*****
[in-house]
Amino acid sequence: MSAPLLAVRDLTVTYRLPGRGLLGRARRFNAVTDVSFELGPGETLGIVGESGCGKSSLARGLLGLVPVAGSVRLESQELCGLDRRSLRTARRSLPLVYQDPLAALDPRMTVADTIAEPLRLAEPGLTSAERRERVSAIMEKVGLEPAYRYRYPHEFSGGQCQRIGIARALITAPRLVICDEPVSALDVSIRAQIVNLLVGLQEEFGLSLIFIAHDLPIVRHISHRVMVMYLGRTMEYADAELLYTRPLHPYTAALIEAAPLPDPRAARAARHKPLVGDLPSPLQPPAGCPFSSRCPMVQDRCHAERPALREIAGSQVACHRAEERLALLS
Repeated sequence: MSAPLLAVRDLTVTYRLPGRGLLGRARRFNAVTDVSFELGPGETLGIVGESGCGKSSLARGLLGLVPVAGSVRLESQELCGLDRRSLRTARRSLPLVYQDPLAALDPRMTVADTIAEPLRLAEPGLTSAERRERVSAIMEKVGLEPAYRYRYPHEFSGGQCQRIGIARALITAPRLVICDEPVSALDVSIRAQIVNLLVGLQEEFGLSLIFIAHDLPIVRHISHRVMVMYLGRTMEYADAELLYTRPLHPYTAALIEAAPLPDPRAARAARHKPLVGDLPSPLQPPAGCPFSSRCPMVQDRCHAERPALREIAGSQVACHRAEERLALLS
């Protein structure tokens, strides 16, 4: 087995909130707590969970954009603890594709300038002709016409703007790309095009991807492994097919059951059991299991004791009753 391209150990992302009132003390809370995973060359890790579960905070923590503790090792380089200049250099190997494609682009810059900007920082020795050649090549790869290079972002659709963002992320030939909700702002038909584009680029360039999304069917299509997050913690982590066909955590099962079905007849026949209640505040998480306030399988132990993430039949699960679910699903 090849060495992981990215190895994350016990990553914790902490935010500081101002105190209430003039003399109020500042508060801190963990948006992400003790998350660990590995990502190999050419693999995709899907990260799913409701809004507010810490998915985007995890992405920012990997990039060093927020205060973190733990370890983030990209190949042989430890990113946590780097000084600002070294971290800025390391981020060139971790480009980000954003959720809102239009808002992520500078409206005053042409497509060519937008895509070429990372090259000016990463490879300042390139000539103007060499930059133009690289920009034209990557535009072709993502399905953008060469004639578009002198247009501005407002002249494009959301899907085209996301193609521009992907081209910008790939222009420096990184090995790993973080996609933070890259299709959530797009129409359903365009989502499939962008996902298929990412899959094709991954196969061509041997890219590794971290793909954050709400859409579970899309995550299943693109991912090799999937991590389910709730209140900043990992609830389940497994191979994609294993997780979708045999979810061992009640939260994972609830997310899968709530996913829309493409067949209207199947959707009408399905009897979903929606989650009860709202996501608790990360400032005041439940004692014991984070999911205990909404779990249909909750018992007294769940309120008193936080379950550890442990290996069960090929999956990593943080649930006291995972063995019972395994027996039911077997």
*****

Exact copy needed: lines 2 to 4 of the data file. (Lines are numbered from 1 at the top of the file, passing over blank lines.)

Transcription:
Amino acid sequence: MSAPLLAVRDLTVTYRLPGRGLLGRARRFNAVTDVSFELGPGETLGIVGESGCGKSSLARGLLGLVPVAGSVRLESQELCGLDRRSLRTARRSLPLVYQDPLAALDPRMTVADTIAEPLRLAEPGLTSAERRERVSAIMEKVGLEPAYRYRYPHEFSGGQCQRIGIARALITAPRLVICDEPVSALDVSIRAQIVNLLVGLQEEFGLSLIFIAHDLPIVRHISHRVMVMYLGRTMEYADAELLYTRPLHPYTAALIEAAPLPDPRAARAARHKPLVGDLPSPLQPPAGCPFSSRCPMVQDRCHAERPALREIAGSQVACHRAEERLALLS
Repeated sequence: MSAPLLAVRDLTVTYRLPGRGLLGRARRFNAVTDVSFELGPGETLGIVGESGCGKSSLARGLLGLVPVAGSVRLESQELCGLDRRSLRTARRSLPLVYQDPLAALDPRMTVADTIAEPLRLAEPGLTSAERRERVSAIMEKVGLEPAYRYRYPHEFSGGQCQRIGIARALITAPRLVICDEPVSALDVSIRAQIVNLLVGLQEEFGLSLIFIAHDLPIVRHISHRVMVMYLGRTMEYADAELLYTRPLHPYTAALIEAAPLPDPRAARAARHKPLVGDLPSPLQPPAGCPFSSRCPMVQDRCHAERPALREIAGSQVACHRAEERLALLS
């Protein structure tokens, strides 16, 4: 087995909130707590969970954009603890594709300038002709016409703007790309095009991807492994097919059951059991299991004791009753 391209150990992302009132003390809370995973060359890790579960905070923590503790090792380089200049250099190997494609682009810059900007920082020795050649090549790869290079972002659709963002992320030939909700702002038909584009680029360039999304069917299509997050913690982590066909955590099962079905007849026949209640505040998480306030399988132990993430039949699960679910699903 090849060495992981990215190895994350016990990553914790902490935010500081101002105190209430003039003399109020500042508060801190963990948006992400003790998350660990590995990502190999050419693999995709899907990260799913409701809004507010810490998915985007995890992405920012990997990039060093927020205060973190733990370890983030990209190949042989430890990113946590780097000084600002070294971290800025390391981020060139971790480009980000954003959720809102239009808002992520500078409206005053042409497509060519937008895509070429990372090259000016990463490879300042390139000539103007060499930059133009690289920009034209990557535009072709993502399905953008060469004639578009002198247009501005407002002249494009959301899907085209996301193609521009992907081209910008790939222009420096990184090995790993973080996609933070890259299709959530797009129409359903365009989502499939962008996902298929990412899959094709991954196969061509041997890219590794971290793909954050709400859409579970899309995550299943693109991912090799999937991590389910709730209140900043990992609830389940497994191979994609294993997780979708045999979810061992009640939260994972609830997310899968709530996913829309493409067949209207199947959707009408399905009897979903929606989650009860709202996501608790990360400032005041439940004692014991984070999911205990909404779990249909909750018992007294769940309120008193936080379950550890442990290996069960090929999956990593943080649930006291995972063995019972395994027996039911077997």